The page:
Top officials at the U.S. Veterans Affairs Department praised the beleaguered director of its Philadelphia benefits office on Wednesday, describing her as one of the agency's finest employees and questioning claims that she improperly schemed to land an easier job at the same pay.

Testifying before an administrative law judge in Philadelphia, Acting Under Secretary for Benefits Danny Pummill said Diana Rubens, a career VA manager, was the perfect choice to help clean up the problem-plagued Germantown office in 2014.

But Rubens "was extremely conflicted" about the transfer, Pummill said, despite being exhausted after seven years in a demanding senior VA job in Washington. By taking the Philadelphia assignment, "she felt she was letting the agency down," Pummill said.

His testimony came on the first day of a hearing at which Rubens has asked a Merit Systems Protection Board judge to overturn what she contends was unfair disciplinary action stemming from her transfer: a demotion, pay cut and re-assignment to Houston.

After remaining publicly silent for months, Rubens is expected to testify Thursday. Judge William Boulden must issue a decision by Monday.

After a months-long investigation, the VA's Office of Inspector General issued a report in September alleging that Rubens played an active role in encouraging the 2014 transfer of the director of the Philadelphia benefits office. Then, the inspectors said, she arranged her own re-assignment to the position, a job with less responsibilities but the same pay, so she could be closer to family in Delaware.

The report also questioned whether the $274,000 in relocation expenses spent to sell her Virginia home and move her to Havertown amounted to misuse of government funds. Federal prosecutors looked at but declined to take on the case. Still, members of Congress have called for her to be fired.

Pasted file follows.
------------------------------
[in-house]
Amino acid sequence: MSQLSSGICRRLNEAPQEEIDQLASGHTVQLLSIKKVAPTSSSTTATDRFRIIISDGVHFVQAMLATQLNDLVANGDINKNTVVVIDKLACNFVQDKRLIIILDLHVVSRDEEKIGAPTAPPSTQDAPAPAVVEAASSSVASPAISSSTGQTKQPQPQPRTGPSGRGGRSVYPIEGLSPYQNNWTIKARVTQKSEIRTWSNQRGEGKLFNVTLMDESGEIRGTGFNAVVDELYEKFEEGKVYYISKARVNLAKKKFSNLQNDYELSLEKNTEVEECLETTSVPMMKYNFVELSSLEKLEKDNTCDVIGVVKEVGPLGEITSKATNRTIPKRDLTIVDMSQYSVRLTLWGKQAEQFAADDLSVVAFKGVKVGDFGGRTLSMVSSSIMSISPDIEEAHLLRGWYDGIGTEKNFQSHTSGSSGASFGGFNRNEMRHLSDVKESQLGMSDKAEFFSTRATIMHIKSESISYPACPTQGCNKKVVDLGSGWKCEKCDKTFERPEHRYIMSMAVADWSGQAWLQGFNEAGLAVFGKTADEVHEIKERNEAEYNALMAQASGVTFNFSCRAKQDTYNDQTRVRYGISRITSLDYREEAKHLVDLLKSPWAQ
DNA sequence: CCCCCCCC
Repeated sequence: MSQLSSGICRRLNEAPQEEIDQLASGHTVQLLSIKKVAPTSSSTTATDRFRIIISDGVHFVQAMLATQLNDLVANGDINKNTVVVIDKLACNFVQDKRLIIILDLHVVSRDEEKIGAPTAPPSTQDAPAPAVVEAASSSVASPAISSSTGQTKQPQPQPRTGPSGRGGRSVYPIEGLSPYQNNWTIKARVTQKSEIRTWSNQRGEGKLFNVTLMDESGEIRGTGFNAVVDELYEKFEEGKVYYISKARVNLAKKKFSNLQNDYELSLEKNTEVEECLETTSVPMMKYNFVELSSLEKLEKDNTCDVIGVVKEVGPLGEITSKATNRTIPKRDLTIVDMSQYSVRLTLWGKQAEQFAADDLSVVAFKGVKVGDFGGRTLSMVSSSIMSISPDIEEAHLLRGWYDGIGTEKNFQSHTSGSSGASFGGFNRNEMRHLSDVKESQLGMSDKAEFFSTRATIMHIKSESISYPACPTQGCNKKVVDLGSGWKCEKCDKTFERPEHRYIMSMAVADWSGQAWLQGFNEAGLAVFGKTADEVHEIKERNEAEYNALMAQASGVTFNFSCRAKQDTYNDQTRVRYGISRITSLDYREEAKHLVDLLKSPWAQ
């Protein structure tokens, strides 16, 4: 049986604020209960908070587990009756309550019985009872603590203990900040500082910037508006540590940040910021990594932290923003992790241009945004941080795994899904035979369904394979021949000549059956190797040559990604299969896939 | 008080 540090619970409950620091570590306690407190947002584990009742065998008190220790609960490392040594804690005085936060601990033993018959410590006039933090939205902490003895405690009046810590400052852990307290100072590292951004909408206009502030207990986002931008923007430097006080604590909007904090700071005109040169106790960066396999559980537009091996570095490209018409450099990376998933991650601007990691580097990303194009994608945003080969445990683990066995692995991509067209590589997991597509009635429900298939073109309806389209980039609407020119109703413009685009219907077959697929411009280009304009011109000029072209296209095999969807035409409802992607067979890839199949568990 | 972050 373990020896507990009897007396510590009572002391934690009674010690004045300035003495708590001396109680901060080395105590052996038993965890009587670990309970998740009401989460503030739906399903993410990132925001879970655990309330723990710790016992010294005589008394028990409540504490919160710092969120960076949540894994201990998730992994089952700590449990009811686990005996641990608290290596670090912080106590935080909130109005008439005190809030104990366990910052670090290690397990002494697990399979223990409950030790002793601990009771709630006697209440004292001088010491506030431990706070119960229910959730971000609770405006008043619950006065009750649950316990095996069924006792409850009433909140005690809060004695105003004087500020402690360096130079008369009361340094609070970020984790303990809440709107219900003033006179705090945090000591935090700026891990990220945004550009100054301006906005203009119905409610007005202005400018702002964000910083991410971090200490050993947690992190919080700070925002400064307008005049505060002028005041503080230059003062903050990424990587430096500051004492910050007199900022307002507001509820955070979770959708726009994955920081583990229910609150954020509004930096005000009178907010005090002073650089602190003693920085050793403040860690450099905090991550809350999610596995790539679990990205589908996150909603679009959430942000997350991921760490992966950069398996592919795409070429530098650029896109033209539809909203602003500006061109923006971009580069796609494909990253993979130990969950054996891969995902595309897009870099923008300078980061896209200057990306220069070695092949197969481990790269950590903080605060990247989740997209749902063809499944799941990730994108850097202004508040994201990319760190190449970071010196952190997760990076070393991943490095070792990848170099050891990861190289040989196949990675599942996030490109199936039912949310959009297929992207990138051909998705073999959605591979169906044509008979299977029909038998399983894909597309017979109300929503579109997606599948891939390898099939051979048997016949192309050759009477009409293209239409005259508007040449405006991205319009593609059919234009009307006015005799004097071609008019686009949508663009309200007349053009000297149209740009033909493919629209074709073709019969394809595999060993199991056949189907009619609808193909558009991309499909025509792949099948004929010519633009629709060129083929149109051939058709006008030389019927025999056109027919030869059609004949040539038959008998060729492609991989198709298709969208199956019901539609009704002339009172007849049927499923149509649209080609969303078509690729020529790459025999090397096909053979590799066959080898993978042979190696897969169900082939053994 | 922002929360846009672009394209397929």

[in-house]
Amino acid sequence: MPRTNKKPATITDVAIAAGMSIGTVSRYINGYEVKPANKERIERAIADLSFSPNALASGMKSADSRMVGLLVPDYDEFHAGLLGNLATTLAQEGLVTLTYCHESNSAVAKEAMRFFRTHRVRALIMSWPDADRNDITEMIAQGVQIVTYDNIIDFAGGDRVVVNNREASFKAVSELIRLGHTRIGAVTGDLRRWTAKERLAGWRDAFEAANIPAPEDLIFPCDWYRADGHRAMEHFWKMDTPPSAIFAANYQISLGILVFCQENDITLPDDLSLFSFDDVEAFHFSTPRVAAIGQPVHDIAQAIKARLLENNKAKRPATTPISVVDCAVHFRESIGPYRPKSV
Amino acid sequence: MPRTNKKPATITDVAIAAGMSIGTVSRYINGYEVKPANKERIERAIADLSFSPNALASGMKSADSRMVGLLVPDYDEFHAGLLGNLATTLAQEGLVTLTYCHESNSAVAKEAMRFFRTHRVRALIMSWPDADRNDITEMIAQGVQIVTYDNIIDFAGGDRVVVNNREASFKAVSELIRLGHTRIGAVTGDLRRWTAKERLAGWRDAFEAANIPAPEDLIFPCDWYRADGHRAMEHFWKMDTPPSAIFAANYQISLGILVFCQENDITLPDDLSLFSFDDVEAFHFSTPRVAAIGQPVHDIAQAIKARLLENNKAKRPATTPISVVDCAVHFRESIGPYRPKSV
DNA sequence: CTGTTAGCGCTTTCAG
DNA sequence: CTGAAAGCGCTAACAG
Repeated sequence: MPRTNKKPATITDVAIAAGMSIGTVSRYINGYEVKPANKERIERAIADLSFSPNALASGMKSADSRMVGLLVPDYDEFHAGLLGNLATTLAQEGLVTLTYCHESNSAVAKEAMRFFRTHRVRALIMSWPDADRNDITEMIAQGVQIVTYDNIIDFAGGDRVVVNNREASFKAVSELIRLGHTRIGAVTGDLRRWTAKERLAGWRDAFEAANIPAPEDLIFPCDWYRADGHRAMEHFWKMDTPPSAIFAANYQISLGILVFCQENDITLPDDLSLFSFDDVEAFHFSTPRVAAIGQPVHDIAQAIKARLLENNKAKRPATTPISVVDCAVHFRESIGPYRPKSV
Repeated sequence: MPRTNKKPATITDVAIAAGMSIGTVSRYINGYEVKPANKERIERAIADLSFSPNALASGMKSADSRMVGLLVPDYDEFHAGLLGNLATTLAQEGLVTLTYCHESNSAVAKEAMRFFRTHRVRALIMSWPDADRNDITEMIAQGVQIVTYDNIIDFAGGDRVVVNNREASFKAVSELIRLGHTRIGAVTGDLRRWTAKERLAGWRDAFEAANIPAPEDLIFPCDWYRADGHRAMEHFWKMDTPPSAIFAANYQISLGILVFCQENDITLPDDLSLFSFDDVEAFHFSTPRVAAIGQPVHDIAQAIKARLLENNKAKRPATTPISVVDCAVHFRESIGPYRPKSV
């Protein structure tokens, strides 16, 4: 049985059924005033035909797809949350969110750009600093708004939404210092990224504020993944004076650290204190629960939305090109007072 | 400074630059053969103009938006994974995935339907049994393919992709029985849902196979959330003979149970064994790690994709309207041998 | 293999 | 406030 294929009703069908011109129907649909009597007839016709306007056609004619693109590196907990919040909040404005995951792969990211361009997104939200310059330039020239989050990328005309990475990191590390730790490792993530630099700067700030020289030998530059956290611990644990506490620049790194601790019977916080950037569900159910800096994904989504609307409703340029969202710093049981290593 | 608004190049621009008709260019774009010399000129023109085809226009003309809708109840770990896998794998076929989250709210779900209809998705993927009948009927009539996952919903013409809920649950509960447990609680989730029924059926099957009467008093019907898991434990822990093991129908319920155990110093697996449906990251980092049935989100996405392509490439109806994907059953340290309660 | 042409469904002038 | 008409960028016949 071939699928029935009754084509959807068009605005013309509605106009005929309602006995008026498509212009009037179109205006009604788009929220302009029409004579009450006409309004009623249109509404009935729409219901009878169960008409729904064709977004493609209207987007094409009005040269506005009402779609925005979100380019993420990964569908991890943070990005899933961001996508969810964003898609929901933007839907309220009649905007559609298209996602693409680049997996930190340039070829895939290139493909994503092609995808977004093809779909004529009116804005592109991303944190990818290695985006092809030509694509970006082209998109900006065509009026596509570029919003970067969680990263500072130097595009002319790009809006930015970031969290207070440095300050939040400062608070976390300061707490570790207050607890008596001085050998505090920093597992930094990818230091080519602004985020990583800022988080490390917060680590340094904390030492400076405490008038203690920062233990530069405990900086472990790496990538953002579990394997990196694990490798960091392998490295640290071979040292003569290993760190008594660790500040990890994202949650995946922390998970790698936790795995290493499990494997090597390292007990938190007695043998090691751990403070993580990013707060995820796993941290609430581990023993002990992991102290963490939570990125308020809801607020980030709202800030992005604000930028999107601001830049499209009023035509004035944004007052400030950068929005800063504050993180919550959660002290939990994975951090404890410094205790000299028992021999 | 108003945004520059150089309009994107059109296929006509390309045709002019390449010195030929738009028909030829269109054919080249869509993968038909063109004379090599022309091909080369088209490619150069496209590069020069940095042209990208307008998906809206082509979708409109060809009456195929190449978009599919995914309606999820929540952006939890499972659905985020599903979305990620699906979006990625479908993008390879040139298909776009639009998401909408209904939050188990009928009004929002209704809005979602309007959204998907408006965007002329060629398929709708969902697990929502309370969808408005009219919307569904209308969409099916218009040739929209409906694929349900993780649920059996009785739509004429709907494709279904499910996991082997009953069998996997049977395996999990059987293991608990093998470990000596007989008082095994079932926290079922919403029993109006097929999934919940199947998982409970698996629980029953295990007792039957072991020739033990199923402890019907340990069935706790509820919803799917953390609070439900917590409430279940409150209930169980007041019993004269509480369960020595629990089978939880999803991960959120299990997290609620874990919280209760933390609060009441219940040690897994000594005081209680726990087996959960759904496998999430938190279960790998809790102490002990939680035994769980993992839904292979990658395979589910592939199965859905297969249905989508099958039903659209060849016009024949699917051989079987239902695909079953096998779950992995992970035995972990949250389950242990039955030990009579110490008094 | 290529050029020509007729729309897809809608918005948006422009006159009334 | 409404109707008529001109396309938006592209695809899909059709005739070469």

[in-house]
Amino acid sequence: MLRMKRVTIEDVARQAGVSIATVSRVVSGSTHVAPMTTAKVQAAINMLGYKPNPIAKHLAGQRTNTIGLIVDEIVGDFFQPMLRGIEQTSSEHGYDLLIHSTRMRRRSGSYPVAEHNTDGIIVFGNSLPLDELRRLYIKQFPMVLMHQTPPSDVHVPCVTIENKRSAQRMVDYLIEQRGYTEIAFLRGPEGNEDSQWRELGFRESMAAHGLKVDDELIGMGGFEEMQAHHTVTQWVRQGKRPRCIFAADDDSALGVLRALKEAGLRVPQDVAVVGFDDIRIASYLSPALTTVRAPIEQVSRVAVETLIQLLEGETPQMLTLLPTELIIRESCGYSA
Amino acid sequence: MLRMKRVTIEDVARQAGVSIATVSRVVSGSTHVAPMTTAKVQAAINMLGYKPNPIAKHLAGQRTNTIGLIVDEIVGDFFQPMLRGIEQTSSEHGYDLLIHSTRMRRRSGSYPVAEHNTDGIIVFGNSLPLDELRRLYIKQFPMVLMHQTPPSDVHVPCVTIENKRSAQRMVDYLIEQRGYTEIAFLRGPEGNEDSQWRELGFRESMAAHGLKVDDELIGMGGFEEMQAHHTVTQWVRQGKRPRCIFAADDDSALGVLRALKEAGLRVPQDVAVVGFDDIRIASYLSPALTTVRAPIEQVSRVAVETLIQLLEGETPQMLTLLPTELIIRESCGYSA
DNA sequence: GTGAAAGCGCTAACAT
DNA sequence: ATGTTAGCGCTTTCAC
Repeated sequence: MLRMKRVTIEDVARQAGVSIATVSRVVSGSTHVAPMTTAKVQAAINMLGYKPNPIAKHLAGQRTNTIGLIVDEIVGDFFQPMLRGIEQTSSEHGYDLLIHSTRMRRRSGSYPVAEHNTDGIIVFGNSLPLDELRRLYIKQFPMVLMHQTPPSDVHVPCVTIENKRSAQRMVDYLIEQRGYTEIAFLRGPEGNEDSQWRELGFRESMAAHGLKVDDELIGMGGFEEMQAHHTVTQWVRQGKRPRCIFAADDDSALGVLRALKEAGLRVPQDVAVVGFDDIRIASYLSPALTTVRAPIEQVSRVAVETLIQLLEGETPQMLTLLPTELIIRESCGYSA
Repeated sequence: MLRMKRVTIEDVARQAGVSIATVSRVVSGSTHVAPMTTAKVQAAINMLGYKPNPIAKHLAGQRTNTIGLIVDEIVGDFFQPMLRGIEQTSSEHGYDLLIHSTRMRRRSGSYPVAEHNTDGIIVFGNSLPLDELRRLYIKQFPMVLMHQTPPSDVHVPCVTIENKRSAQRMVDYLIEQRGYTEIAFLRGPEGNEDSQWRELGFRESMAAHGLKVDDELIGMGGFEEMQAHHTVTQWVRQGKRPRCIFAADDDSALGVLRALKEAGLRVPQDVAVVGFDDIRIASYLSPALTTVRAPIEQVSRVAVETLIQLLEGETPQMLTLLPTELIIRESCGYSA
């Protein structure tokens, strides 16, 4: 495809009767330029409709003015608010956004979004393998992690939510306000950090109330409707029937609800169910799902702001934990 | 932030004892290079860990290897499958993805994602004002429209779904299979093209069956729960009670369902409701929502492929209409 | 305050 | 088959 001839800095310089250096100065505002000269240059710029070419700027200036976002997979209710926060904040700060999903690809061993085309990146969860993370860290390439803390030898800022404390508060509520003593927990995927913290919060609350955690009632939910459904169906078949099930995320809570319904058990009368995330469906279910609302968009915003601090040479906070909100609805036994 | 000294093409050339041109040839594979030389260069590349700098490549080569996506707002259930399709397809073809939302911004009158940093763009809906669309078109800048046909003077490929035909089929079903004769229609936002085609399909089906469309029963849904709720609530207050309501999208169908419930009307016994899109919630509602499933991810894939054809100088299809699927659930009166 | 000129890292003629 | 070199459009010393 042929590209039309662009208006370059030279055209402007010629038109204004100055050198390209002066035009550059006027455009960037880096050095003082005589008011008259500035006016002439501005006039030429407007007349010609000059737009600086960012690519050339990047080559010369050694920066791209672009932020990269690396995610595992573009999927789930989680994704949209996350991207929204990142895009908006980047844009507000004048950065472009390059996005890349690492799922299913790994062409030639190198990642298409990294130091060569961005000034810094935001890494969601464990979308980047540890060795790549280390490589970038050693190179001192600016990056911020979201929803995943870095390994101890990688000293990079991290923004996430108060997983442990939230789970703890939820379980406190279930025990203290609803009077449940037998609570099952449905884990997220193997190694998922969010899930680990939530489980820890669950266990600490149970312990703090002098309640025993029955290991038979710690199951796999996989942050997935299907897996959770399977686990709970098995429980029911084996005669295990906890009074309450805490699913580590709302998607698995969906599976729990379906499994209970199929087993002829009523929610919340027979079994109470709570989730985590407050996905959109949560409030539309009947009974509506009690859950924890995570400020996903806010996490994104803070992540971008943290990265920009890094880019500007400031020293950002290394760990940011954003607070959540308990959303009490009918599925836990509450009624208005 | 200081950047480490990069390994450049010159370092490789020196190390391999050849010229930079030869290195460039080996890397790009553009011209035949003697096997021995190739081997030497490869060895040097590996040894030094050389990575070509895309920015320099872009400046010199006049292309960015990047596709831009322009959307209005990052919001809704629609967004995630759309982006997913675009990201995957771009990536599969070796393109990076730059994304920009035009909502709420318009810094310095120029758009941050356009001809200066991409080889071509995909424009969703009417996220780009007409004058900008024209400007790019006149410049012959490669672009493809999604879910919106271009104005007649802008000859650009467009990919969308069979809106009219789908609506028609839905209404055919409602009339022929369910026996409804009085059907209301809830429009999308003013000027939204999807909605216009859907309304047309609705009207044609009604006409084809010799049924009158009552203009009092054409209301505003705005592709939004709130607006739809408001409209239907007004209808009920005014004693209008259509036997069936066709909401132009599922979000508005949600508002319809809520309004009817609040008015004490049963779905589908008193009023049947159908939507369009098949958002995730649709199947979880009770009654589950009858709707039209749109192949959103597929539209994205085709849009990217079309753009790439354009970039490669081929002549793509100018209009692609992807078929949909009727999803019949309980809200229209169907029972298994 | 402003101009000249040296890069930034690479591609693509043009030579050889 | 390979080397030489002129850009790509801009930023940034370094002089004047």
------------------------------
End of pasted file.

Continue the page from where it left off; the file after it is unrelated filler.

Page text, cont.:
In their testimony Wednesday, Rubens' current and former supervisors offered accounts of her transfer that contrasted sharply with the ones painted by her critics in recent months. Several described her transfer to Philadelphia as a win-win.

The agency was able to put one of its most adept leaders in one of its most troubled offices, said Gen. Allison Hickey, the agency's Under Secretary for Benefits at the time Rubens was moved. And Rubens was moved to a post she wanted for personal reasons, meaning that she'd perform better than someone who was forced against their wishes, Hickey said.

Hickey, who resigned shortly after the Inspector General's report was released, testified that she was overjoyed when Rubens told her she was willing to go to the under-performing Philadelphia office.

"I went cha-ching, cha-ching," Hickey said. "That works! That works! That works!"

Hickey gave an animated defense of Rubens, explaining that she comes from a military family, is the daughter of a Pearl Harbor survivor, and "cares about veterans."

Rubens, stone-faced during most of the hearing, took off her glasses, picked up a tissue and wiped away tears.

Deputy VA Secretary Sloan Gibson, who meted out the punishment for Rubens, also described her as one of the agency's best employees. But he defended his disciplinary decision, saying Rubens showed "an error in judgment, a serious error in judgment" by remaining involved in the reassignment of her predecessor.

Officially, he charged Rubens with a "failure to exercise sound judgment." Gibson said the demotion - resulting in a $57,000 pay cut, to $123,775 - was an appropriate penalty.

He said he had weighed firing Rubens but did not because he found no evidence that she intentionally manipulated agency employees for her own benefit.

Rubens' lawyers argued that Gibson based his decision on a biased and flawed report from the Inspector General and mounting pressure from members of Congress. Attorney Debra Roth questioned why Gibson, after deciding to discipline Rubens, notified Rep. Jeff Miller (R., Fla.), chairman of the House VA Committee.

"Why do you have to tell Mr. Miller every personnel decision you're taking?" Roth asked.

Gibson said any decisions affecting high-ranking officials are shared with Congress. Outside pressures, he said, had no bearing on his decision.

"I gave them no weight," he said. "We are constantly under fire. Being criticized. Misinformation. Innuendo. If we reacted to every single one of these, all we would be doing is reacting day in and day out."

As for the Inspector General's report, Gibson said he had concerns that the investigation was biased and did not let the findings - that Rubens might have broken the law - impact his decision.

Rules passed by Congress in 2014 ensure that Rubens will quickly get a ruling on her case. Regardless of the judge's decision, she cannot appeal.

In a parallel case, a Chicago merit board judge on Wednesday reversed the VA's attempt to demote and reassign Kimberly Graves, a senior employee also accused of orchestrating her own reassignment.

215-854-2730 @TriciaNadolny